The Wall Street Journal published an interesting article today on The Economics of Giving It Away. The article describes how, in the past, web startups would use an advertising based revenue model and give away their product/service increasing the size of their audience until they were acquired by a bricks and mortar company willing to pay out the cash for mind-share at a premium. The global recession has changed the efficacy of that game where VC, advertising, and acquisition money has pretty much dried up.
Since the classic exit strategy is no longer available, new ventures need to generate revenue in other ways. It's not as simple as charge for the service for two reasons; the culture of the web now has a tradition of free services so people are hesitant to pay there and people have less discretionary money to spend.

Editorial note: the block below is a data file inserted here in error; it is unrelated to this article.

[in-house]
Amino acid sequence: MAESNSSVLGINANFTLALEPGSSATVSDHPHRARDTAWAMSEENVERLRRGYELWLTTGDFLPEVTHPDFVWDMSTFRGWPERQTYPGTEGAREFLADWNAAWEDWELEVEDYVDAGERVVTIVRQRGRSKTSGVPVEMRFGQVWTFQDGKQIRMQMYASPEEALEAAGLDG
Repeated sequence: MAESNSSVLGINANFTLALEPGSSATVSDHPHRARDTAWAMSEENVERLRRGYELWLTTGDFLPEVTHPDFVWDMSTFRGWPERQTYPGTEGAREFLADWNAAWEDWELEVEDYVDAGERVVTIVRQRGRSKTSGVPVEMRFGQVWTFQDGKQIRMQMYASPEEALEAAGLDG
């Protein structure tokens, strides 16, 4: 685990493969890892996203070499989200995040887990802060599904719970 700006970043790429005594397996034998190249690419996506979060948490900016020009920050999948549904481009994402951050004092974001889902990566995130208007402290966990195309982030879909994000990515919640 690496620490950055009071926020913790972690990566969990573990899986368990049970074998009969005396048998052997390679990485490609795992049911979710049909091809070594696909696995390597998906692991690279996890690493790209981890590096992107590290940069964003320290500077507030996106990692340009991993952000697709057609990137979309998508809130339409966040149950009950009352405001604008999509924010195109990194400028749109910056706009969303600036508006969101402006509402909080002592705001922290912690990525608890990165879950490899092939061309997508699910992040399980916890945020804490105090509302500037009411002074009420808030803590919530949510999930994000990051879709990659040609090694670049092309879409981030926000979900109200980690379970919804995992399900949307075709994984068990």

So, what's an entrepreneur to do? The author suggests going the so-called freemium route where you build your network with a free service but allow users to upgrade to a premium service which gives them access to more features. First time and casual users are not likely to pay for your service but passionate users are. You continue to build social capital with the free version but also build economic capital with the premium version.